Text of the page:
Al-Bab means “gate” in Arabic. It is also a name for a relatively small town in Aleppo province. Al-Bab is located 40 kilometers (25 miles) northeast of Aleppo, 30 kilometers (19 miles) south of the Turkish border, and it had a population of 63,069 in 2004 who were mostly Sunni Muslim Arabs.
From the military point of view, this strategically unimportant town has become the location where the Turkish army has suffered heavy casualties. The casualties inflicted upon the Turkish Armed Forces has surpassed those of the Americans and Russians, who had militarily engaged much earlier than Turkey and in a much wider zone.
The difficulties faced by the Turkish military led President Recep Tayyip Erdogan to accuse the United States and the coalition of supporting terrorist organizations. Speaking in Ankara, he said, “We have now encircled the terrorist Daesh [the Islamic State (IS)] from all four sides at al-Bab. The coalition sources, unfortunately, are not keeping their promises. Even in that, we will not change our course. It is impossible for us to retract. They [the United States and the coalition] were accusing us of supporting [IS]. Now they support terrorist groups including [IS], YPG [People's Protection Units] and PYD [Democratic Union Party]. It's very clear. We have confirmed evidence, with pictures, photos and videos.”
When asked about Erdogan’s accusations in a Dec. 27 press briefing, US State Department spokesman Mark Toner said, “It’s ludicrous, to be honest. No basis for truth, as you can all imagine.”
A journalist asked Toner, “The point is al-Bab. He’s criticizing the coalition for not supporting the Turkish armed forces’ offensive in al-Bab. … Do you have any reason why the coalition is not supporting Turkey in this operation?”
Toner responded, “We have supported their efforts along the border to clear it of [IS]. We’re in dialogue with them about possible next steps we can take in terms of al-Bab … and we certainly don’t want to see them enter into al-Bab without sufficient support.”
Another journalist asked, “Doesn’t that relate to Turkey’s attacks on the US — the US ally, the YPG, as in Manbij, and at that point there were all sorts of tensions developed between the United States and Turkey, and the US military let it be known that Turkey had gone past what was authorized in al-Bab? But the core of it was Turkish attacks on the US ally, the YPG, fighting in northern Syria and around Manbij and other areas. Wasn’t that the core of the problem?” Another journalist followed up and asked, “In the past, very recent past, you defined these Turkey moves around al-Bab as uncoordinated and not constructive. Do you still see the al-Bab offense as uncoordinated and not constructive?”
Toner tried to evade the questions and stressed the importance of Turkey as an ally against IS and alleged that American officials are in constant contact with their Turkish counterparts.
However, nothing can conceal that Turkey’s newfound alliance on the Syrian battleground is with Russia, and Ankara is involved with the trilateral (Moscow, Tehran and Ankara) initiative to resolve the Syria question.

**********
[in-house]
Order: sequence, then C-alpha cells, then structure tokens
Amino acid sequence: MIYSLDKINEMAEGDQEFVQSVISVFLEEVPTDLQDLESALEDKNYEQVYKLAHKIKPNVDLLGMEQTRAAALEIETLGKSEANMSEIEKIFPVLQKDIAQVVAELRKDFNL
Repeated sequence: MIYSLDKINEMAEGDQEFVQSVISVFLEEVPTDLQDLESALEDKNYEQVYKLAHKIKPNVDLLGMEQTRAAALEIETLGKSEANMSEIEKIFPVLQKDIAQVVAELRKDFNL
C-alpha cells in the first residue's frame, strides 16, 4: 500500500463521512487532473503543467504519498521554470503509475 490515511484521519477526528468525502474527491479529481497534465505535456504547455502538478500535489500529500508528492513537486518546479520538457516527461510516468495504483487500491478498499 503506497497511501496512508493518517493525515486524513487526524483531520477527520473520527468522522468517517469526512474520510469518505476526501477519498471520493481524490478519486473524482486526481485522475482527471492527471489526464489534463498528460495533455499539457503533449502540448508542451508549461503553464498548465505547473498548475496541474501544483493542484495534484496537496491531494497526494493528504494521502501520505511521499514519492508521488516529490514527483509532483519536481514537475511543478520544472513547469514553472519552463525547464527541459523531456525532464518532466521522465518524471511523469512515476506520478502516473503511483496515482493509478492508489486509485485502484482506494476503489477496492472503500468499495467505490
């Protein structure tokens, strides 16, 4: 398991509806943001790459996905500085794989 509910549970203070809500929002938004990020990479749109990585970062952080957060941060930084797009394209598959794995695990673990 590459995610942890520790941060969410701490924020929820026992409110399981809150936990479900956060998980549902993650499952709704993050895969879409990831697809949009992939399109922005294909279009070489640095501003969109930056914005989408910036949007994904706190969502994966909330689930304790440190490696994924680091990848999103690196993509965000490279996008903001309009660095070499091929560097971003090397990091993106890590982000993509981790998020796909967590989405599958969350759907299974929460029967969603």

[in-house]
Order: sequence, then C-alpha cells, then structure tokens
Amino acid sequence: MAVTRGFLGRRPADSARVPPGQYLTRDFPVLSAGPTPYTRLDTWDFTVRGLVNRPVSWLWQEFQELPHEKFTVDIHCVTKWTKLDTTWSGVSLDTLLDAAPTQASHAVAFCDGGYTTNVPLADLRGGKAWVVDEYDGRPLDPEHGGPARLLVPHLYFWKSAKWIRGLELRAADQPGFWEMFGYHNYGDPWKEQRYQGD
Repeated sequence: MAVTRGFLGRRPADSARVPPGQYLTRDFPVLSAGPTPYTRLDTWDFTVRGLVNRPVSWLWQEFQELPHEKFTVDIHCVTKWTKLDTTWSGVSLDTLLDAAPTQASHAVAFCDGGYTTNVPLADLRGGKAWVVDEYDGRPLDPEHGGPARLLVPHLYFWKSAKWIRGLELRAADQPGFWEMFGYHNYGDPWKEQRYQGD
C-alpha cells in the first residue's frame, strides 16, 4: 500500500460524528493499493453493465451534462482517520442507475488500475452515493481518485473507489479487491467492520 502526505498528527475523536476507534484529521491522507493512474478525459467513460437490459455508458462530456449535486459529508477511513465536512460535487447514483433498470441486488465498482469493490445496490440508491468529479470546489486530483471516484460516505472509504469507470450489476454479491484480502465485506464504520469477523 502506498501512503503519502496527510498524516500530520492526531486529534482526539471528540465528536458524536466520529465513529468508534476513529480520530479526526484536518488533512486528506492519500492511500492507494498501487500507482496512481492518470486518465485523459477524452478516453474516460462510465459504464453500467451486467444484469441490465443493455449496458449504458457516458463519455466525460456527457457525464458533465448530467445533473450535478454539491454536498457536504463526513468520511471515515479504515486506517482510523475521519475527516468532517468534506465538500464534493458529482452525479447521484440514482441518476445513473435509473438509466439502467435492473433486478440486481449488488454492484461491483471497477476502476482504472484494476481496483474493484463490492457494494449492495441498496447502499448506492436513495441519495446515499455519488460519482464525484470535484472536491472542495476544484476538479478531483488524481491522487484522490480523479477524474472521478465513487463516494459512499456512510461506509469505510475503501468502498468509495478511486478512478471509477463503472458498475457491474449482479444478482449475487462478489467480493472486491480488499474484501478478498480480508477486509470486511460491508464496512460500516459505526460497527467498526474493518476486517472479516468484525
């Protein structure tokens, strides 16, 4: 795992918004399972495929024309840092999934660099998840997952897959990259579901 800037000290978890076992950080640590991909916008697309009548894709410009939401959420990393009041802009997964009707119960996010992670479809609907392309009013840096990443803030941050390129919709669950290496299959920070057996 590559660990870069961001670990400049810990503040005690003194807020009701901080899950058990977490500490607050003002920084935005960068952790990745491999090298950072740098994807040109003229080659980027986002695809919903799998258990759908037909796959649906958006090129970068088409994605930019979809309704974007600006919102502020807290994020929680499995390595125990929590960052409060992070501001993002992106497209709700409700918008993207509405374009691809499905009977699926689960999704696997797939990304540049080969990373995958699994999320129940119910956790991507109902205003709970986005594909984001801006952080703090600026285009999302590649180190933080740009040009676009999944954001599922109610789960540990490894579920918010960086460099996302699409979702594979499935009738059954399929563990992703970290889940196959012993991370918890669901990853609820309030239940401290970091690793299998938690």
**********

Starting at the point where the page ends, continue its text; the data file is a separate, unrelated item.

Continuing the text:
Turkey cooperated with Russia for Aleppo and signed the Moscow Declaration, which acknowledged the legitimacy and the rights of sovereignty of the Bashar al-Assad regime. This was an admittance of the defeat of Turkey’s 5-year-old Syria policy that prioritized the removal of Assad. It was also a 180-degree about-face.
With an apparent policy failure impossible to cover up, Turkey sought a face-saving success story for its Syria policy: the fixation to move into al-Bab and to cleanse it of IS.
After the fall of Aleppo to the regime (with Ankara’s assistance), taking al-Bab from IS serves as a pretext for preventing the establishment of the Kurdish corridor adjacent to Turkey’s border with Syria.
Turkey’s nationalist decision-makers, in the wake of the fall of Aleppo and the assassination of Russian Ambassador Andrei Karlov in Ankara, seemingly lost their way in their Syria policy. Without much thought, preposterous statements on al-Bab followed one after another.
Deputy Prime Minister Nurettin Canikli, speaking in his hometown of Giresun, a town on Turkey’s Black Sea coast, said, “The defense line for Giresun should be set at al-Bab. The security of Ankara is synonymous with the security of al-Bab. If those areas cannot be controlled, one cannot defend Ankara, and also cannot defend Giresun.”
From al-Bab, in the vicinity of Aleppo, one needs to cross the entire landmass of Asia Minor to reach the Black Sea coast. For the first time ever, a strategic calculation was established between al-Bab and Giresun.
A similar assessment came from Devlet Bahceli, the chairman of the Nationalist Action Party and Erdogan’s foremost political ally. He said, “If we return empty-handed from the al-Bab operation, we will put Diyarbakir into risk, we will jeopardize the security of Ankara.”
Al-Bab, which until recently was an unheard-of northern Syrian town, has become the source of never-heard strategic assessments. The underlying reason for the focus on al-Bab is more about the Kurdish PYD and YPG rather than IS, which still holds the town.
In the wake of Russia’s political-military supremacy from cleansing eastern Aleppo of Turkish-supported rebel elements and Ankara’s drifting toward Moscow for diplomatic efforts to resolve the Syria question in addition to Erdogan’s growing resentment of American support to the YPG around Raqqa, Turkey’s Syria policy transformed to an unwarranted, irrational obsession for al-Bab.
The fears that Turkey, with no exit strategy, can be dragged into a Syrian quagmire are being verified.
Al-Bab, which was once no more than one of the gates to Aleppo, has thus become the gate to Turkey’s Syria blunder.
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